Celebrity fitness expert Jillian Michaels recently said she found the ketogenic diet to be dangerous and unhealthy.

UAB Assistant Professor and keto expert Amy M. Goss says her recent research suggests the keto diet is a safe and effective way to older adults with obesity to improve body composition and improve metabolic health. 

Below are comments from Goss:

A well-formulated ketogenic diet does not starve the body. There is no “essential” carbohydrate.  Our liver is able to convert other substrates in glucose through gluconeogenesis and glycogenolysis to maintain normal circulating levels in the absence of carbohydrate intake.  Yes, some carbohydrate containing foods do provide essential vitamins and minerals — vegetable, fruits and dairy — but that is different from saying that the carbohydrates in the foods are essential for health. A well-formulated ketogenic diet includes all of these food groups therefore provides adequate intake of micronutrients. There is ample scientific evidence from randomized clinical trials supporting the therapeutic effects of the diet in treating a number of chronic disease conditions including obesity, Type 2 diabetes, epilepsy, non-alcoholic fatty liver disease, etc. I have yet to see any clinical trial suggesting the ketogenic diet is "dangerous."

Studies show that some individuals respond particularly well to carbohydrate-restricted diets such as the ketogenic diet in terms of reducing total and abdominal fat, reducing HbA1c, and improving the lipid profile. Even a ketogenic diet incorporates a wide variety of carbohydrate containing foods such as non-starchy vegetables, nuts, dairy, and some fruits. It is not as black and white as saying one diet is superior to another in every case. If the answer were simple, we would not have the rates of obesity and diabetes we are observing in our population.  A number of physiological factors likely determine which diet is superior for an individual’s health including insulin secretory response, peripheral and hepatic insulin sensitivity, metabolic flexibility, and other hormonal factors.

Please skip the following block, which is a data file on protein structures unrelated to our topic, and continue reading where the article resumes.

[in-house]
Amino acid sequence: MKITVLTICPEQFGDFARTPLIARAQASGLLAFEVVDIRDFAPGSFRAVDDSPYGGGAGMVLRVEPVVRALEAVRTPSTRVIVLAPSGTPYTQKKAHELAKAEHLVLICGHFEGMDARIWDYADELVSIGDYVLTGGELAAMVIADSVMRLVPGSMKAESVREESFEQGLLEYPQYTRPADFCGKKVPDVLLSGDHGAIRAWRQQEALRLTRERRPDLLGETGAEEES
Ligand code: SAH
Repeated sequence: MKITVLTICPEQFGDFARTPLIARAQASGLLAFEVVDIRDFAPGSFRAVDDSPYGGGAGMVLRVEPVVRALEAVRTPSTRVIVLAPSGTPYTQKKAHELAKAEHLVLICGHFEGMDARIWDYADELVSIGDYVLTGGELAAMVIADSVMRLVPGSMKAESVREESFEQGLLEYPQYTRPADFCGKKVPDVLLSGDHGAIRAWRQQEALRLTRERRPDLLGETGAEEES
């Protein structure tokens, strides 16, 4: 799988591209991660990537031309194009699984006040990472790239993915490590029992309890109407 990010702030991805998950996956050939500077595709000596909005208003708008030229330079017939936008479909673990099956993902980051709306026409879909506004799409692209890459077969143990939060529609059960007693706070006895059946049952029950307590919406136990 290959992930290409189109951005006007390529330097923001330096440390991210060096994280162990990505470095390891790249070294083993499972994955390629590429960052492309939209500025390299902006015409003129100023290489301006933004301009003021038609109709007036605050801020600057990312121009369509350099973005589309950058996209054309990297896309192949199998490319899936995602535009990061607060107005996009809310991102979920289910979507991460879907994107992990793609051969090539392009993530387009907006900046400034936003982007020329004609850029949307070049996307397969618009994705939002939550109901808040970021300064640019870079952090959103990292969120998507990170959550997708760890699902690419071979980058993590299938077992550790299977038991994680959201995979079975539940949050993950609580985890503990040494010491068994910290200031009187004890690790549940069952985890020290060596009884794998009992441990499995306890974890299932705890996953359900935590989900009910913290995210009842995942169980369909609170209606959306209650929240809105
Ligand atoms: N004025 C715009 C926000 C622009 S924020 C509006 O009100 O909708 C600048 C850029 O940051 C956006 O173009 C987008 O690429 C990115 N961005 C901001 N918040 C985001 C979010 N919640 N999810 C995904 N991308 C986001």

Our recent research suggests the ketogenic diet is a safe and effective way for older adults with obesity to improve body composition and improve metabolic health. We saw significant reduction in body fat while lean mass was preserved and significant improvements in insulin sensitivity and the lipid profile in response to a ketogenic diet when compared to a standard “balanced” diet. So, benefits of the diet may extend far beyond weight loss among some groups.

If you are interested in practing the ketogenic diet, it may be important to work with a practitioner or registered dietitian that has experience in prescribing a ketogenic diet to ensure proper nutrition is achieved. Individuals taking medications for diabetes or hypertension should consult with a physician prior to starting a ketogenic diet.


Goss is an assistant professor in the UAB Department of Nutrition Sciences and has expertise in the areas of adult and childhood obesity and energy metabolism, with an emphasis on glucose metabolism, Type 2 diabetes risk and non-alcoholic fatty liver disease. She also specializes in medical research image analysis for assessment of body composition and adipose tissue distribution.